As 14-year Mayor George Rivers leaves office, the village is facing a challenge with the Pfizer facility closing. Efforts to encourage business are vital for the future of Rouses Point, said the candidates for the March 20 village election.
Rebecca Reid has lived in the village for 33 years — her whole life. She’s deeply invested in the community, having just built a house there. She plans for Rouses Point to be home for a long time.
“I live here. I want to stay here. I have a vested interest in the village,” she said.
She has government experience with the village planning board. Reid said she attends all the meetings and has sat in for voting twice.
She’s also on the village’s Fourth of July committee where she organizes the 5k run to fundraise for the village fireworks.
“If you want to see something happen, you need to get involved,” said Reid.
Reid said the town’s biggest challenge is the closure of the Pfizer facility, where she’s worked for 12 years heading inventory and quality production globally. Without the tax dollars coming in from the plant, the village will need to ensure the budget’s able to survive.
With the village’s large marinas, tourism is a direction to look to help close the gap left by Pfizer’s departure, said Reid.
She’ll look to trim unnecessary items while ensuring there are business retention programs to keep small business local. Making beautification is priority will help encourage tourism.
Reid earned an associate’s degree in liberal arts from Clinton Community College. She added a speech and communication bachelor’s at SUNY Plattsburgh and a master’s in administration and leadership.
Reid said her goal is to “make sure Rouses Point’s an affordable and desirable place to live.”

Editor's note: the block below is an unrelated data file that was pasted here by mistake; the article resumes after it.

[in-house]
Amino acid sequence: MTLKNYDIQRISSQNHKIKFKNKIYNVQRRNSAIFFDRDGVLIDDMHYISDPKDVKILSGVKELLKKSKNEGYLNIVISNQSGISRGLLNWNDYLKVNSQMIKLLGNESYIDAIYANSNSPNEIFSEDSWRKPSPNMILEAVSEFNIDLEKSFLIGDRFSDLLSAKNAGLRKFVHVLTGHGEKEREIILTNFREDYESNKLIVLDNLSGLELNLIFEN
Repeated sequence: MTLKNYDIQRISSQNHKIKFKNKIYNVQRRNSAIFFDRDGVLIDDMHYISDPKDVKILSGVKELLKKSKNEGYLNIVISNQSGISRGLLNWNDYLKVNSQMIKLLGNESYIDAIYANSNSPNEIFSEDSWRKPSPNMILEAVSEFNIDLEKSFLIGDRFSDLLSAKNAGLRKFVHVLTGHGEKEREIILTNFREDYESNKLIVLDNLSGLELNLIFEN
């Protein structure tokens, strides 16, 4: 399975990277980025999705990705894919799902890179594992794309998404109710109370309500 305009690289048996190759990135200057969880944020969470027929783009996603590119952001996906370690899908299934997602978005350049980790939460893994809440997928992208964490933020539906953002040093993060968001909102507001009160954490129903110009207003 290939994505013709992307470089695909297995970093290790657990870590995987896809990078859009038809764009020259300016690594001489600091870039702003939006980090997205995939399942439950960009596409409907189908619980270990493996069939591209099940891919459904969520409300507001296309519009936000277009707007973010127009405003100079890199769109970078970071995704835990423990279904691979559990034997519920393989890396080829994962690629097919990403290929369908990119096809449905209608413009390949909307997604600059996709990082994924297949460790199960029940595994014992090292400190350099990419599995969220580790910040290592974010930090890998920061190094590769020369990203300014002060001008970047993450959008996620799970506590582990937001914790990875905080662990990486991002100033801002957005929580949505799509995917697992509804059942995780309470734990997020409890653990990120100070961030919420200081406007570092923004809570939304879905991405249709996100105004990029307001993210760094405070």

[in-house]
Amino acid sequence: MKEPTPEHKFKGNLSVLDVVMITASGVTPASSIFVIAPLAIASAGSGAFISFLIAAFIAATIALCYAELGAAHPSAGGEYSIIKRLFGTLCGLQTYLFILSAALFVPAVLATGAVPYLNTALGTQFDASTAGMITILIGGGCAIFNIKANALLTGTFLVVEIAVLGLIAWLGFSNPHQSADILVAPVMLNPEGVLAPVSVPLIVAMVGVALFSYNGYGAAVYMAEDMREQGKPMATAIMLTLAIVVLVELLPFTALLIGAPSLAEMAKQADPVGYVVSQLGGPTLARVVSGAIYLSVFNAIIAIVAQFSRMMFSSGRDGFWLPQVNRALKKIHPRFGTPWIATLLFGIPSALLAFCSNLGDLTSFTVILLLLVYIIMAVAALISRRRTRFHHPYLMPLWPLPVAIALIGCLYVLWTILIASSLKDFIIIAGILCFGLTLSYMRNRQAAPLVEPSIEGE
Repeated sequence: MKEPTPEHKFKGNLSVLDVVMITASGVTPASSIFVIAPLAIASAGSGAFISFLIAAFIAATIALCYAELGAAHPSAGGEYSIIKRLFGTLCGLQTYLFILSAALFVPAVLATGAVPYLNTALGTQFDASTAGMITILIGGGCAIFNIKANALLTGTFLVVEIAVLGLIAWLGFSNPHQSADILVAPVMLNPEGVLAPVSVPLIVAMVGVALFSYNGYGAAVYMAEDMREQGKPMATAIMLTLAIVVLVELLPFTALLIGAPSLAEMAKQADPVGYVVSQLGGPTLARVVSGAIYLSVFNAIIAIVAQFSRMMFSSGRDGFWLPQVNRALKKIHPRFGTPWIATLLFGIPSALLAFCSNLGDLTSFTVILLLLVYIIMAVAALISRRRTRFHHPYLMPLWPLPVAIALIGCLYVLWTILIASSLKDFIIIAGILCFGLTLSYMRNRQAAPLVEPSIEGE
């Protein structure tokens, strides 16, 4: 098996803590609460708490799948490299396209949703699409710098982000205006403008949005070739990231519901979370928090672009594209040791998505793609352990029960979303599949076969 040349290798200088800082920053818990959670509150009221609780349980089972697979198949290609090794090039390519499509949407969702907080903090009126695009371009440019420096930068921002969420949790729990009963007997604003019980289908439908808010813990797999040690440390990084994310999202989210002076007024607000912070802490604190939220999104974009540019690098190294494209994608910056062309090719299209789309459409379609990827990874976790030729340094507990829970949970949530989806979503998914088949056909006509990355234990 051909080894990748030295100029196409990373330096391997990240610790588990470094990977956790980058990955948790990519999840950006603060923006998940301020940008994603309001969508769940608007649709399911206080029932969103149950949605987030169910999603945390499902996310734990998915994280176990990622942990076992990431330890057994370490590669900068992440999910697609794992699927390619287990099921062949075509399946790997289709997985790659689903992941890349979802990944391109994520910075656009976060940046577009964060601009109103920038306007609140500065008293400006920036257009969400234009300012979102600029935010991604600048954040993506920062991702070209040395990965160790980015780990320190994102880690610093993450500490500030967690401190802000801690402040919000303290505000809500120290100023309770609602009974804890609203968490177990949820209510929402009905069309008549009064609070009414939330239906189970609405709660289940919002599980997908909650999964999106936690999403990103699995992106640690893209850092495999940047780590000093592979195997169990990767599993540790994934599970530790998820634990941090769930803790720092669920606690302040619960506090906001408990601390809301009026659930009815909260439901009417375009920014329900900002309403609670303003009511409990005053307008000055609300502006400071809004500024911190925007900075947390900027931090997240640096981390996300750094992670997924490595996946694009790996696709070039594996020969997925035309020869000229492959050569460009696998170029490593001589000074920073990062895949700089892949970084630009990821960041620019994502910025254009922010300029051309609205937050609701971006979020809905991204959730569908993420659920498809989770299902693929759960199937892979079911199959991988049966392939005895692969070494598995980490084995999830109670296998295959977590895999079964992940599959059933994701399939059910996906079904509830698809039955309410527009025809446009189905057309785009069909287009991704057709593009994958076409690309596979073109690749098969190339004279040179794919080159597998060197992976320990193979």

Francis Baker has served as a trustee for the village for four years. Now that Rivers is giving up his seat, Baker would like the chance to lead the village board.
“I know a little bit about the village. A lot actually,” said Baker. “I like this village and I’d like to make it better.”
He wants to make sure the project to bury electric and communication cables is finished, though he said that project has been labor intensive for the village’s public works employees.
“We’re way behind on our infrastructure — streets and sidewalks, stuff like that,” he said.
He’d also like to find ways to encourage business in the village with Pfizer closing.
He’s lived 30 years in Rouses Point and grew up in Chazy. After high school, Baker served two years in the Army. There, he was assigned to an artillery unit and served a year in the Vietnam conflict.
Once he got back, he settled just outside the village, and soon moved into its boundaries.
Baker then worked 42 years with the local railroad as a track foreman and supervisor. He was also the secretary and treasurer of the union lodge for the local railroad workers.
He and his wife own two businesses in the village. Bumper’s Self Storage and Last Resort, a bar where he hears lots of local talk.
“I get my ears full,” he said.